Dwight Hill – Raising & Training Versatile Horses

Written by Heather Smith Thomas photos by Tessa Gilpin

This article originally appeared in Eclectic Horseman Issue No.54

Handling horses the natural way and producing finished horses that can do anything you ask of them—this is Dwight Hill’s goal.  

He raises and trains horses that can excel in many disciplines and his horses are sought after by a growing number of horsemen. His training facility is located near Rexburg, Idaho, but he pastures mares on several different ranches.

“I grew up in Blackfoot, Idaho, and as a kid all I wanted to do was work with horses. Our neighbors had horses and always seemed to have a horse or a colt that was giving their kids trouble. When I was 8 years old they started paying me to start their colts or fix their problem horses. When I was 17, I got to see my first real bridle horse—at a reined cowhorse competition at McCammon, Idaho. The rider was Larry Christianson, on a bay horse named Spook. That horse was awesome and won the bridle horse class, and I thought to myself that someday I would have a horse that rides like that,” says Hill.

Heading for home, with Dwight and Sierra leading the mares to the corral. Photo by Tessa Gilpin

“I introduced myself to Christianson that day and we became good friends. I started riding with him and he helped me with my horse training. Another friend of mine, Scot England, worked for another reined cowhorse trainer and we got to riding together also, and this really sparked my interest. I began training more horses and my goal was to produce finished bridle horses.”

When Hill was 27 he was finally able to compete against his mentors in a bridle horse class and win. “I beat them on a stud horse that I trained myself. That was a great moment. I still have that horse; he’s 17 years old now and still one of the nicer bridle horses I’ve ever made. Most of the young horses I’m riding now are by him.”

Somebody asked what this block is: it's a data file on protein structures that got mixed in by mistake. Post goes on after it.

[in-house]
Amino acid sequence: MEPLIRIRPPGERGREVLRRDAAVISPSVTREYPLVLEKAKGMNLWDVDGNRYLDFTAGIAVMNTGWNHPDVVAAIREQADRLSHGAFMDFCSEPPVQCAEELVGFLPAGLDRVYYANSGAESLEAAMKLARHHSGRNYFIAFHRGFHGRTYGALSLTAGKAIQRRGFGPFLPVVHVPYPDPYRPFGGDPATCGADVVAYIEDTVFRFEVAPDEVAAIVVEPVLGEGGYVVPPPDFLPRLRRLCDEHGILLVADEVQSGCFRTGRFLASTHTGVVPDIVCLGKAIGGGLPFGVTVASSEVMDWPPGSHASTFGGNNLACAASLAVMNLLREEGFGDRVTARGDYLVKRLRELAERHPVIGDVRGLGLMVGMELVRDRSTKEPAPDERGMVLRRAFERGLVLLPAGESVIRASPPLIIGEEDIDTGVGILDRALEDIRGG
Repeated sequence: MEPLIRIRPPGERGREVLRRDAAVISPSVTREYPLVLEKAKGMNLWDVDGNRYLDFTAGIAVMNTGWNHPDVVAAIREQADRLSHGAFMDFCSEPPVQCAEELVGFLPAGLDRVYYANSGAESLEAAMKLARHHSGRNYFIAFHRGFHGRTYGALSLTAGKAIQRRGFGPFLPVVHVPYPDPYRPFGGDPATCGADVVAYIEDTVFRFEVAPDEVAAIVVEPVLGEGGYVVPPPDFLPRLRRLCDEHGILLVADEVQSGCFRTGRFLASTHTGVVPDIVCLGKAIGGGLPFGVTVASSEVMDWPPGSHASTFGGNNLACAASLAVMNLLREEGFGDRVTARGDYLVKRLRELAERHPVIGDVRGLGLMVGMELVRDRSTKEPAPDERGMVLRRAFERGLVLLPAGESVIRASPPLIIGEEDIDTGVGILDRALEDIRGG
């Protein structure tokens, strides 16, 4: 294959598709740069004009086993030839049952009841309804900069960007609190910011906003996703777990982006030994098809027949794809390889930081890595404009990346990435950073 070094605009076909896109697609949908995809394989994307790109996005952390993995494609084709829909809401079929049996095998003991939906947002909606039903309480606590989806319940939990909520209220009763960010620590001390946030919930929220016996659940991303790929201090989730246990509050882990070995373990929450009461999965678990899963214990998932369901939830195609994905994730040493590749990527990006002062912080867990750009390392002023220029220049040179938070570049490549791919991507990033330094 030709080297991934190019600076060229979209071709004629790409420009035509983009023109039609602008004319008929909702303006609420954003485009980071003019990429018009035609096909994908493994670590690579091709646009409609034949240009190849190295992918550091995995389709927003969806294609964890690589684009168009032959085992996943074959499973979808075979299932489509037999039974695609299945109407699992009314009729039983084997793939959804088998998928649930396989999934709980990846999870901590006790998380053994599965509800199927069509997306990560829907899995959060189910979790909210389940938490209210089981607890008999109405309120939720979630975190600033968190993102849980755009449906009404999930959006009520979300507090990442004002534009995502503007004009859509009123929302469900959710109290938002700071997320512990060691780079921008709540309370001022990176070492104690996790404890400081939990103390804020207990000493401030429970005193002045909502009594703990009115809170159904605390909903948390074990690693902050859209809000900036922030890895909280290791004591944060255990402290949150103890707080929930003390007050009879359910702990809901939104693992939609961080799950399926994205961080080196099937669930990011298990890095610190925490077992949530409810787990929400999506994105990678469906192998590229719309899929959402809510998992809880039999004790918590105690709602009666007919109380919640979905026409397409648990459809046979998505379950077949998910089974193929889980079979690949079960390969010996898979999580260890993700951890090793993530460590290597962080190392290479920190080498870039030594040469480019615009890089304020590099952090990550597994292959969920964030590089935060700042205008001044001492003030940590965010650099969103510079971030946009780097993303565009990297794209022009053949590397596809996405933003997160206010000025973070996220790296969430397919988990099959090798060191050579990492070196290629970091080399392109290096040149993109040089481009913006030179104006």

The stallion’s registered name is Smoke’s Cheetah. “I bought him over the phone sight unseen. I’d seen another stallion in Bozeman, Montana, and asked the lady where she got that horse. She told me, so I called the guy and asked if he had any horses like that one. He said he had a weaned colt that was in his opinion a better horse. So I told him I’d buy that colt,” says Hill.

“I took him through all the steps—from the snaffle bit to the hackamore to the two rein to the bridle. When he was 4 years old I took him to Reno to the Ranch Hand Rodeo and one part was a stockhorse competition, which he won. He was the only stud at that show and the only horse in the hackamore. They had what they call the top horse award and all the cowboys vote on it, and my horse was voted the best—out of 207 horses,” recalls Hill.

The dam of this colt was Doc’s Cheetah, a daughter of Doc Bar. “The year my colt was born, they inducted her into the Reined Cowhorse Hall of Fame. She had 27 sons, daughters, grandsons and granddaughters in the top 20 in the world, in reined cowhorses. Her son (my stallion) and his colts have been the basic reason my name is now on the map for performance horses, along with the influences of Larry Christianson and Scot England when I was young. And, I always made a point when I took my horses to town, whether to a ranch roping or stock horse competition, to be mounted the best I could be. That sells more horses for me than anything, to be always riding a good horse,” says Hill.


One of Dwight’s broodmare bands in Antelope Valley, near Mackay, Idaho.
One of Dwight’s broodmare bands in Antelope Valley, near Mackay, Idaho. Photo by Tessa Gilpin

He got into the breeding business early on. “This wasn’t my goal originally, but I got tired of driving around the country trying to find the kind of horses I wanted to ride. I looked into the Gunsmoke-bred horses and I loved them; they just fit me. At that time in the horse industry these colts were bringing $2500 to $3000 right off the mare and the fillies you could buy for half that. So I started buying these well-bred fillies and riding them, getting them going. After they got older and I needed to be riding colts, I decided to breed those mares. I had this good stud horse and I liked him really well, so things just went from there,” explains Hill.

“I was working for Mitch Jacobs at Hamer, riding colts for him, and at night after work I was riding colts at a friend’s barn, a guy named Merlin Boulder, here in Rexburg. I was riding as many horses at night as I was during the day at Mitch’s place, and it got to the point where I needed to decide one way or the other and I chose to just ride my own horses. I bought this place and started training horses.”